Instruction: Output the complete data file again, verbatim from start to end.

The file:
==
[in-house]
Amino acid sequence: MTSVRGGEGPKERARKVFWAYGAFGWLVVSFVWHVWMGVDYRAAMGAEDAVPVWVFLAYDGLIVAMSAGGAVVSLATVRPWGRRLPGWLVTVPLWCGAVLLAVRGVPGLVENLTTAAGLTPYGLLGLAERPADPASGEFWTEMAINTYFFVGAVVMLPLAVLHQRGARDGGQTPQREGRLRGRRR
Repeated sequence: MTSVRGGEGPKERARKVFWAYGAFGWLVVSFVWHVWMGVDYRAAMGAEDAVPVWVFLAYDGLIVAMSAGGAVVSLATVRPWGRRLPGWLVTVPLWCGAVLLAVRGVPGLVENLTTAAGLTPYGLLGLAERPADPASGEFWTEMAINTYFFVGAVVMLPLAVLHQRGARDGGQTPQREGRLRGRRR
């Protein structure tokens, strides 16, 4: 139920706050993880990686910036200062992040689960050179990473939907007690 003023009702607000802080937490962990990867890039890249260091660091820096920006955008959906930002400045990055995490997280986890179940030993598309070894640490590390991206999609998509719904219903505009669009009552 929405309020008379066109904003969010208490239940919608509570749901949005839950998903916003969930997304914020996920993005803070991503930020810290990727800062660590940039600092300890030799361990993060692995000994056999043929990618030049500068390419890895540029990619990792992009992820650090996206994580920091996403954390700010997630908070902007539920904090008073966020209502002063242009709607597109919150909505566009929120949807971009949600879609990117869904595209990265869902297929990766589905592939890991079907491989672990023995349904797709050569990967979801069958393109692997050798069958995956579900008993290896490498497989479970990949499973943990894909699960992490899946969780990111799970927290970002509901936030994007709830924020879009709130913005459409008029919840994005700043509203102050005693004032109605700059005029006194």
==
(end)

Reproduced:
[in-house]
Amino acid sequence: MTSVRGGEGPKERARKVFWAYGAFGWLVVSFVWHVWMGVDYRAAMGAEDAVPVWVFLAYDGLIVAMSAGGAVVSLATVRPWGRRLPGWLVTVPLWCGAVLLAVRGVPGLVENLTTAAGLTPYGLLGLAERPADPASGEFWTEMAINTYFFVGAVVMLPLAVLHQRGARDGGQTPQREGRLRGRRR
Repeated sequence: MTSVRGGEGPKERARKVFWAYGAFGWLVVSFVWHVWMGVDYRAAMGAEDAVPVWVFLAYDGLIVAMSAGGAVVSLATVRPWGRRLPGWLVTVPLWCGAVLLAVRGVPGLVENLTTAAGLTPYGLLGLAERPADPASGEFWTEMAINTYFFVGAVVMLPLAVLHQRGARDGGQTPQREGRLRGRRR
């Protein structure tokens, strides 16, 4: 139920706050993880990686910036200062992040689960050179990473939907007690 003023009702607000802080937490962990990867890039890249260091660091820096920006955008959906930002400045990055995490997280986890179940030993598309070894640490590390991206999609998509719904219903505009669009009552 929405309020008379066109904003969010208490239940919608509570749901949005839950998903916003969930997304914020996920993005803070991503930020810290990727800062660590940039600092300890030799361990993060692995000994056999043929990618030049500068390419890895540029990619990792992009992820650090996206994580920091996403954390700010997630908070902007539920904090008073966020209502002063242009709607597109919150909505566009929120949807971009949600879609990117869904595209990265869902297929990766589905592939890991079907491989672990023995349904797709050569990967979801069958393109692997050798069958995956579900008993290896490498497989479970990949499973943990894909699960992490899946969780990111799970927290970002509901936030994007709830924020879009709130913005459409008029919840994005700043509203102050005693004032109605700059005029006194």